Literature’s ageless loves
While most of our youthful passions fade before long, our bookish loves stay with us
I have just finished writing a book about ageing. There are lots of things that change as you get older, most of them bad. Your body parts succumb to gravity and your face begins to look like your mother’s. One of the very few upsides is that the hairs on your legs grow at a slower rate.
In addition, nobody is interested in old people. As Proust’s Baron de Charlus observed rather acidly: “You have not, perhaps, any personal merit – I’ve no idea, so few people have! But for a time at least you have youth, and that is always an attraction.”
However, there are some benefits to ageing. As our body changes, so do our tastes. I used to think, for example, that Les McKeown from the Bay City Rollers was the most handsome, cleverest, most miraculous man alive. This is no longer an opinion I hold. I also used to dream about Adam Ant sharing his eye-liner with me. Now I can afford my own eye-liner and wouldn’t dream of sharing anyone else’s, particularly not Mr Ant’s.
But one thing that has struck me is how the literary heartthrobs of our youth don’t ever change. Yes, obviously they are in print so they are unlikely to start suddenly sprouting hair in the wrong places and dribbling, but what I find incredible is how my opinion of them has remained constant.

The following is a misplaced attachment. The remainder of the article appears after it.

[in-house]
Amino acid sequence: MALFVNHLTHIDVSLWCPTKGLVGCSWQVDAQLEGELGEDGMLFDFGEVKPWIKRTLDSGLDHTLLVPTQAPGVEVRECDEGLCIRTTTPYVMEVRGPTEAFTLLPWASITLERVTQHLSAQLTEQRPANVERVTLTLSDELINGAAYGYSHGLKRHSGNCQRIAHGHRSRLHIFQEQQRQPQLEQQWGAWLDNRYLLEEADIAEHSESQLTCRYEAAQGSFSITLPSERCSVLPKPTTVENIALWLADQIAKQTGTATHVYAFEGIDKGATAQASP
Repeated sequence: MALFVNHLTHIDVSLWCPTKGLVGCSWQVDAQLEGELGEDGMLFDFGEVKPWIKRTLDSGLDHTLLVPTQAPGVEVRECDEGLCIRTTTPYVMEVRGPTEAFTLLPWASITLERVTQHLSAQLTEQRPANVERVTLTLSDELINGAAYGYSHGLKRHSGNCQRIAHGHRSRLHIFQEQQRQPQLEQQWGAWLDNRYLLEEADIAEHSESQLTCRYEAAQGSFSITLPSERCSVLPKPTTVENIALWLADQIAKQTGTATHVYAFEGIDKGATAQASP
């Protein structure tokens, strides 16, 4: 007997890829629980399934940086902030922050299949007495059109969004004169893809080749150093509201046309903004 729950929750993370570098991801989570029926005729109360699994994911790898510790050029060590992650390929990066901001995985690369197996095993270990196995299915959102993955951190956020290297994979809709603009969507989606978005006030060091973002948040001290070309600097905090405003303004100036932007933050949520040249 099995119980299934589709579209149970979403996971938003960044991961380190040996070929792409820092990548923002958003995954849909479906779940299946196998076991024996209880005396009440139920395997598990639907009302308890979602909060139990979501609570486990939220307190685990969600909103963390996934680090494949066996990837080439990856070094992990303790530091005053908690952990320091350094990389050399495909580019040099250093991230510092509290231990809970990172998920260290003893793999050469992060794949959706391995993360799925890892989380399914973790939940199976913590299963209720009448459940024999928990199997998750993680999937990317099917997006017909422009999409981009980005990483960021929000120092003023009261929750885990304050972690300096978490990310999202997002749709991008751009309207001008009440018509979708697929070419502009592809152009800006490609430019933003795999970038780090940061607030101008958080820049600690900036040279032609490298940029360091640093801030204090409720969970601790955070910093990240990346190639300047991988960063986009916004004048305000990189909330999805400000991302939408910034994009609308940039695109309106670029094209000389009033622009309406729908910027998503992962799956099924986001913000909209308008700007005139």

Take Heathcliff, for example. I first fell in love with him when I was fifteen. In my mind’s eye he must have been no more than thirty, probably at the limit of what I would have found attractive back then. Some thirty years later I still wouldn’t kick him off the sofa; his smouldering manner, swarthy good looks and Machiavellian behaviour is as enticing to me now as it was then. Not bad for somebody nearly 200 years old. Then there’s Darcy. This is a man whom every woman in England, whatever her age, seems to be in love with. Otherwise they couldn’t keep making films and TV shows of the book. He is your perfect Byronic hero; totally disinterested, fabulously rich and a class A aristo to boot. What’s not to like?
Even heroines age better in books than they do in the real world. Compare and contrast Julie Burchill for example, with Emma Bovary. Burchill was a heroine of mine when I was a youngster trying to become a writer. Now I’m not sure I’d even want to have lunch with her – judging by recent photos, she’d probably scoff the lot. Emma Bovary though, silly as we all know she is, is as fascinating to me now as she was when I first read her adulterous adventures in my teens.
So why is this? How come when everything changes as we get older our literary heroes and heroines remain constant? Is it because they made such an impression on us that we never lose that sense of awe? I don’t think so. I can think of few things that had more effect on me than the arrival of Duran Duran. But now they seem old, hackneyed and rather pathetic, a male version of the Spice Girls.